Coming from Syria, the way through Libya to reach the Italian islands of
Lampedusa and Sicily is too long and too dangerous. The route over the
Turkeys mainland to Greece what blocked two years ago by the latter by the
Evros fence (Evros is the river that divides Turkey from Greece in that
part).  With the South-West and the North-East passage blocked, the Aegean
logically became the short cut in this funnel.

Fourthly, Europe is now confronted with the bankruptcy of its policy of
rebordering, namely the attempt to combine open internal borders (Schengen
treaty) with closed external ones. It has completely overlooked how
artificial it is to define certain regions, such as the Aegean, as borders
only because they look like a border when you loo at the Mediterranean from
a North-West perspective.

Allow me to elaborate on that a bit longer. The historian Ferdinand
Braudel’s famous suggestion supported by the cartographer Bertin to picture
the Mediterranean upside down already demonstrated that historically the
sea ought to be regarded as a collection of cultural, economic and social
transactions, not so much with a solid consistency but as a hybrid
geography with a multiple history.

Over the last centuries, however, the Mediterranean has increasingly become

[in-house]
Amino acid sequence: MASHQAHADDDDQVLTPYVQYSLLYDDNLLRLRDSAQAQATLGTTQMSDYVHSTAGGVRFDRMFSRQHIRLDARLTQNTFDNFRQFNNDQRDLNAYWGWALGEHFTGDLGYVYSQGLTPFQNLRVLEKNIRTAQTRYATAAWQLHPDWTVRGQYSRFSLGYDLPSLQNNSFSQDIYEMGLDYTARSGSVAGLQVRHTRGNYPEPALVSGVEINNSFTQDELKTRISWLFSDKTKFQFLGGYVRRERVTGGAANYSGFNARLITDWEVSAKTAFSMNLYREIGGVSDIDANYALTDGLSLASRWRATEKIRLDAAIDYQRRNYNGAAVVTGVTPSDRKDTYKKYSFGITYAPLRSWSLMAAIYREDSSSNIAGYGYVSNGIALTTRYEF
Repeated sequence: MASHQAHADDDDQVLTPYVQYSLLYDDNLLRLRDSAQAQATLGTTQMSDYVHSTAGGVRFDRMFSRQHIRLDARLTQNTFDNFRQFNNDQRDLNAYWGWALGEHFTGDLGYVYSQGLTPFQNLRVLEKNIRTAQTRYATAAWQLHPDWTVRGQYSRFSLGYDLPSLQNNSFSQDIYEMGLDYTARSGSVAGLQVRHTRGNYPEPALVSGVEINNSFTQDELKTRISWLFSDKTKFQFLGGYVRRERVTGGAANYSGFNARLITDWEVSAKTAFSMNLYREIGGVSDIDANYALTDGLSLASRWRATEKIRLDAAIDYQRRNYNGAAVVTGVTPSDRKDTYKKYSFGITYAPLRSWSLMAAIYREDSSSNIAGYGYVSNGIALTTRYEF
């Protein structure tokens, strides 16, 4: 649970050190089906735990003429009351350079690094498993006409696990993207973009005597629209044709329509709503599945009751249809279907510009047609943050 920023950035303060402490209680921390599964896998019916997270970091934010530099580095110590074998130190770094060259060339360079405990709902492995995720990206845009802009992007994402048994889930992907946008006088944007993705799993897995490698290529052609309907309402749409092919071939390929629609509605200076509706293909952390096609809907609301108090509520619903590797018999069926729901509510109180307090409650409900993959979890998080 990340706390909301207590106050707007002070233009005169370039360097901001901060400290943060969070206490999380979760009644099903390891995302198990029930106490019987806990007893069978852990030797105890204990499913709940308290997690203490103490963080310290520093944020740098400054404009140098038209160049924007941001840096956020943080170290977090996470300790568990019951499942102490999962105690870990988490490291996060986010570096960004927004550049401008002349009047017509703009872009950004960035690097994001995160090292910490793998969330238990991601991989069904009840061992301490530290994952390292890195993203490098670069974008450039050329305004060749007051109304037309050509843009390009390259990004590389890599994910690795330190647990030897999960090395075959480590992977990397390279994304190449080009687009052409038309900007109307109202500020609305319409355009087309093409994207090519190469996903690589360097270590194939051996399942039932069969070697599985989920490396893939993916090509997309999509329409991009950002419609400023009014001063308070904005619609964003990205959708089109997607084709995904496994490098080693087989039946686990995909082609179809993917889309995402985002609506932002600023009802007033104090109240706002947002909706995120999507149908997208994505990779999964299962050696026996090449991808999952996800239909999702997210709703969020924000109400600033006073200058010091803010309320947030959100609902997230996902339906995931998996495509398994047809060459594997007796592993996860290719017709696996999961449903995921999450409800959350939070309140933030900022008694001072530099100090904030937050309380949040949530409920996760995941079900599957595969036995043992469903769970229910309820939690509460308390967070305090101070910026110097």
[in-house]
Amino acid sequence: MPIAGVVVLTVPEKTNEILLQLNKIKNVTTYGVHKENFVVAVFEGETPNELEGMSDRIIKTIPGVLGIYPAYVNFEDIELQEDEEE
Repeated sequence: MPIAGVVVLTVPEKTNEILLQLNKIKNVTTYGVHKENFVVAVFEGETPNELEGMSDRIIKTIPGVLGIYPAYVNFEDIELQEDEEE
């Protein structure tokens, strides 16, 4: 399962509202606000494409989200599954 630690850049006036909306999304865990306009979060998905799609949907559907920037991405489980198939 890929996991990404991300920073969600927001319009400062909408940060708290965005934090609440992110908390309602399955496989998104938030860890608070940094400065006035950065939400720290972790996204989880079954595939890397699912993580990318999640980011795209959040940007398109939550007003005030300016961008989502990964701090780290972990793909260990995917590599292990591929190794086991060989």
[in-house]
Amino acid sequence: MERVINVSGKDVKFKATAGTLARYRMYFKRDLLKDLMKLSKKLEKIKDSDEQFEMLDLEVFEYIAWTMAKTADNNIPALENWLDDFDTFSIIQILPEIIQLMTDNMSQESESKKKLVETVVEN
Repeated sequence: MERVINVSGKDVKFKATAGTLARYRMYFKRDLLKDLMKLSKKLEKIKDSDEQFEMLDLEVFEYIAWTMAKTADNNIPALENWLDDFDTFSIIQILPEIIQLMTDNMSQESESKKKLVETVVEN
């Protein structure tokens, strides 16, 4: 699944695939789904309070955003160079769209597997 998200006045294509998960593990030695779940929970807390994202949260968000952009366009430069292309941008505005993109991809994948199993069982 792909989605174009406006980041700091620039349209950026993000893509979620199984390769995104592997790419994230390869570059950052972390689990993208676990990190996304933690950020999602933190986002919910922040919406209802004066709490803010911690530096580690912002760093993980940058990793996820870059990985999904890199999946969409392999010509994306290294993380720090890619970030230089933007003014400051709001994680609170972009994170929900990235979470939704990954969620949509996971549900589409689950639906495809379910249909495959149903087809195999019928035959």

regarded as a ‘European lake’ that no longer ought to function as a ‘middle
passage’ from the South to the North or a bridge but is conceived as a
boundary instead. As a result, the Mediterranean Sea has become the
deadliest stretch of water in the world for people on the move. Every year,
hundreds of people lose their lives trying to reach EU-territories. In
2014, according to the United Nations (UNHCR, 1 December, 2014) at least
3419 people drowned or went missing while attempting to cross the sea from
the African continent. Depending on the starting date, the sources being
used and the location and cause of death, estimates of the number of people
who have died vary from 17,000 - 20,000 since the early 1990s (UNHCR, 31
January, 2012).

And that was all well before the current crisis really got started.

Sorry, I was drawn into some considerations about the situation in Europe
and have not even started answering Ricardo’s questions. I will save that